Let’s say you improve every step by 1% covering that tiny bit of extra distance with each step. Before you know it you’ll reach your goal ~37x faster. And you’d have achieved this with barely noticeable effort.
With Marginal Gains you aren’t moving mountains. You are just making little tweaks to accelerate your progress towards your goals.
On the other hand, if you make your steps just a little bit smaller every day, you may likely never reach your goal.
Yes, there is negative compounding too! Doing something incrementally worse everyday for a year will get you down to almost zero.
Getting worse by 1% every day for one year: (0.99) 365 = 00.03
Everything you do adds up to form your habits. It makes a difference to who you are and what you can be. The choice lies with you. Compound the positives (productivity, knowledge, relationships…). Or, fall into the black hole of the negatives (stress, negativity, outrage…).
Accomplishing one extra task a day is a small feat; over an entire career it could mean a lot.
Repeatability builds habits. Habits require less thinking. That means more mindspace for you to focus on other areas or learn a new skill.
When you build repeatability you can automate things and get exponential gains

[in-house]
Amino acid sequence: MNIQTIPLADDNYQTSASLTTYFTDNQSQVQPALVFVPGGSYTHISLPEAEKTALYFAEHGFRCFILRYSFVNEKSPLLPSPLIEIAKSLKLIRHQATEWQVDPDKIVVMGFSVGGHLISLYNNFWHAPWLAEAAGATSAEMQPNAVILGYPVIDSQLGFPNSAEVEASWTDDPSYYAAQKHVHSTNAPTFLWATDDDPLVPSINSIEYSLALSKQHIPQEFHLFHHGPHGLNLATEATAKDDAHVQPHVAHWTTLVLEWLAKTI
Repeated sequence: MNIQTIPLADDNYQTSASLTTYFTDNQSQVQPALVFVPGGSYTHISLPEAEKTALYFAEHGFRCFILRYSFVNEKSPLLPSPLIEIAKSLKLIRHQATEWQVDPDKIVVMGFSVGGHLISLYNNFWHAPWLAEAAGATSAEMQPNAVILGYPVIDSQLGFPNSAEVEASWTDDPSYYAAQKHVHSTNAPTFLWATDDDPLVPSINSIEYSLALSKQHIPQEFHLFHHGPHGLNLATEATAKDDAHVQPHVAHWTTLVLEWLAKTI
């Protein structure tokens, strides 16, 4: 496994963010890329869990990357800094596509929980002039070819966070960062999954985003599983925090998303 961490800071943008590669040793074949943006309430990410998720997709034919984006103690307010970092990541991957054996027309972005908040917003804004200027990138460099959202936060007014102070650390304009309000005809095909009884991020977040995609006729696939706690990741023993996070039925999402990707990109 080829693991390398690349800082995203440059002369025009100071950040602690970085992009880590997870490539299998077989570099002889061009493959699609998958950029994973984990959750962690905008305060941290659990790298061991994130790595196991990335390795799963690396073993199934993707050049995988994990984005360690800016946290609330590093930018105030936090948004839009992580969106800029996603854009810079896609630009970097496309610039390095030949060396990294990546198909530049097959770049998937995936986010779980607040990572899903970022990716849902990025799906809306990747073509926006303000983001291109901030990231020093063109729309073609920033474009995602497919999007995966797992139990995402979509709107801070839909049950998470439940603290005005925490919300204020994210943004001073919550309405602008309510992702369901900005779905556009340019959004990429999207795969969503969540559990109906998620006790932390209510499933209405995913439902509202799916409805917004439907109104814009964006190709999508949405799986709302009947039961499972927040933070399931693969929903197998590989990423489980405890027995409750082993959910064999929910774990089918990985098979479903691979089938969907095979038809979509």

One idea may not make you a genius, but lifelong learning can be game changing.
Every book you read, every skill you learn adds to your idea repository. You learn to look at old problems from new angles.
When you think different, you are different.
People reflect your behavior. If you are nice to them, they are nice to you. If you help them, they help you.
Putting a little more effort in to your relationships every day can boost your social currency.
The result – a broad and strong network over time.
The frustration of a traffic jam. The weight of parenting responsibilities. The worry of making ends meet. The strain of slightly high blood pressure.
We deal with stress everyday. And usually we feel it’s manageable. And we ignore it.
But when stress persists for years, it compounds into serious health issues.
The more you think of yourself as worthless, stupid, or ugly, the more you condition yourself to interpret life that way.
You get trapped in a thought loop.
Negative thoughts also influence your perceptions about others. Once you fall into the habit of seeing people as angry, unjust, or selfish, you see those kinds of people everywhere.
Outrage compounds. Riots, protests, and mass movements are rarely the result of a single event. A long series of microaggressions slowly multiply. Finally one event tips the scales and outrage spreads like wildfire.